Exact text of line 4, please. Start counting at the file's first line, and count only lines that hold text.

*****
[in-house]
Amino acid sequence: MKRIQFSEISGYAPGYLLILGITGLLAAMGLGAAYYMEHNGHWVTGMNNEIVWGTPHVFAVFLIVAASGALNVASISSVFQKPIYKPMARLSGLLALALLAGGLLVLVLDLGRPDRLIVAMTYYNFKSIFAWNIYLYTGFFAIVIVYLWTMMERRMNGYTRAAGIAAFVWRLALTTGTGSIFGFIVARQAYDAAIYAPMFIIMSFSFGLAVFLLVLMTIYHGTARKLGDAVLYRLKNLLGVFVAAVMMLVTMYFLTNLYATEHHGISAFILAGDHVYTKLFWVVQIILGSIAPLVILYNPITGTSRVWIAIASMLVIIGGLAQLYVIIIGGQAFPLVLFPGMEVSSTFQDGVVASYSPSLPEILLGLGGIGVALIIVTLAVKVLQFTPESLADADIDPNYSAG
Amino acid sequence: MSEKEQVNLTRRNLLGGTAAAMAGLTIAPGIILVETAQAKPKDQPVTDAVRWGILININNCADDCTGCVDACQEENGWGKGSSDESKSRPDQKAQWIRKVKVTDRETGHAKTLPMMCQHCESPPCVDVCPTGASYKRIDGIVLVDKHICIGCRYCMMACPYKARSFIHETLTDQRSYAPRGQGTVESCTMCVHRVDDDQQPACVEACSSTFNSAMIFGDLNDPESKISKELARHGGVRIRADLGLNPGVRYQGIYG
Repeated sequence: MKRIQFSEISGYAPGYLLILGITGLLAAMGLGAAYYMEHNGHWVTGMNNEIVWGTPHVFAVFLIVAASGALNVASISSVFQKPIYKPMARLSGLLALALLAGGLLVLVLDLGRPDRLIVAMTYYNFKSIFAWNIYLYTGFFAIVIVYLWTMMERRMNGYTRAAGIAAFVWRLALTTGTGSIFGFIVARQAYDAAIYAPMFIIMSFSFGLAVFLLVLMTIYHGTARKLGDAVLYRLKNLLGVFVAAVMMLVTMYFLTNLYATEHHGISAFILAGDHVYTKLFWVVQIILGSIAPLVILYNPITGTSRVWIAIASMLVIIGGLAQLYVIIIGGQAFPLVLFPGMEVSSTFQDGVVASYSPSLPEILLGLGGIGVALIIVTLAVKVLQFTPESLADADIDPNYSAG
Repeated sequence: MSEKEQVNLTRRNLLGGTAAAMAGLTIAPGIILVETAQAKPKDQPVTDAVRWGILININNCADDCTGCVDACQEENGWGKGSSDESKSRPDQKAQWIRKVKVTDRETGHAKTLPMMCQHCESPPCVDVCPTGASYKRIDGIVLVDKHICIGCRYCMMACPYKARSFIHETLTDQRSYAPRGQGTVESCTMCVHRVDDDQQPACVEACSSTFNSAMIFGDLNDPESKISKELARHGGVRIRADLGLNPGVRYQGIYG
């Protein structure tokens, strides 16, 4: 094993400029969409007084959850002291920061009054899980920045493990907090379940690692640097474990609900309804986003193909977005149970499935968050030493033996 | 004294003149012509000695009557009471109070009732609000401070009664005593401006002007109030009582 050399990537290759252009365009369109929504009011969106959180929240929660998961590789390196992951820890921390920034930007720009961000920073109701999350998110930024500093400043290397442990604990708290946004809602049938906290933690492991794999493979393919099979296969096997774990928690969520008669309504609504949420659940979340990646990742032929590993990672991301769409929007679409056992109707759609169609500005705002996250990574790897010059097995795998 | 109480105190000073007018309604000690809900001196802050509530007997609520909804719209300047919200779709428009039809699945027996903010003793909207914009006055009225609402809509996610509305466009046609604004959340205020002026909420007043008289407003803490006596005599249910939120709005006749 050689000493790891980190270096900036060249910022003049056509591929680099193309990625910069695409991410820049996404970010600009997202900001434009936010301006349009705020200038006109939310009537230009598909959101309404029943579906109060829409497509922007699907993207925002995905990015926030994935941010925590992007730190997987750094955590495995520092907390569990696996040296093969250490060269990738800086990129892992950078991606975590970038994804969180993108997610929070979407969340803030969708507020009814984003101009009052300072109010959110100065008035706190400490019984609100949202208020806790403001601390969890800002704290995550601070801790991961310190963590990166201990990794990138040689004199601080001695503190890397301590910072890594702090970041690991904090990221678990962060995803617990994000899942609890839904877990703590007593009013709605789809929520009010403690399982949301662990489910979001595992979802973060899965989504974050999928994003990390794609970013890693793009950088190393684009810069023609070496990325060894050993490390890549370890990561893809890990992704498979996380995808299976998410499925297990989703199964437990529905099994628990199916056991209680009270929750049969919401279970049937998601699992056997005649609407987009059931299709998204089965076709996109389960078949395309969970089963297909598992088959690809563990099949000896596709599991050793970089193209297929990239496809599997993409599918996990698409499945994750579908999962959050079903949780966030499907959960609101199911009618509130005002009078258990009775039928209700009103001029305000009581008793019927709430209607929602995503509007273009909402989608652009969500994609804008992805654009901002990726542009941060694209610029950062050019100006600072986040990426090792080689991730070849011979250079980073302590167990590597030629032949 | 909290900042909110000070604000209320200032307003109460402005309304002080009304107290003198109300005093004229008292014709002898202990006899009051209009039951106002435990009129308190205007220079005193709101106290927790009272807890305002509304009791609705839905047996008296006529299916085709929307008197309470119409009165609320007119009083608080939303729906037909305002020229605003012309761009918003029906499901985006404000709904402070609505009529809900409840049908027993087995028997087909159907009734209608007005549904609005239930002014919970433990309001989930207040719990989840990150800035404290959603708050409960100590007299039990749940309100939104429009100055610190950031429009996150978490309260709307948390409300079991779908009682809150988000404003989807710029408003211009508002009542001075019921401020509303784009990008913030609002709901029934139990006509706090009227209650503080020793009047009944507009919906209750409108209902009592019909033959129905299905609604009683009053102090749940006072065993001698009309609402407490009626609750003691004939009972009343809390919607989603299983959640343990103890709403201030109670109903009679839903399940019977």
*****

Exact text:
Repeated sequence: MKRIQFSEISGYAPGYLLILGITGLLAAMGLGAAYYMEHNGHWVTGMNNEIVWGTPHVFAVFLIVAASGALNVASISSVFQKPIYKPMARLSGLLALALLAGGLLVLVLDLGRPDRLIVAMTYYNFKSIFAWNIYLYTGFFAIVIVYLWTMMERRMNGYTRAAGIAAFVWRLALTTGTGSIFGFIVARQAYDAAIYAPMFIIMSFSFGLAVFLLVLMTIYHGTARKLGDAVLYRLKNLLGVFVAAVMMLVTMYFLTNLYATEHHGISAFILAGDHVYTKLFWVVQIILGSIAPLVILYNPITGTSRVWIAIASMLVIIGGLAQLYVIIIGGQAFPLVLFPGMEVSSTFQDGVVASYSPSLPEILLGLGGIGVALIIVTLAVKVLQFTPESLADADIDPNYSAG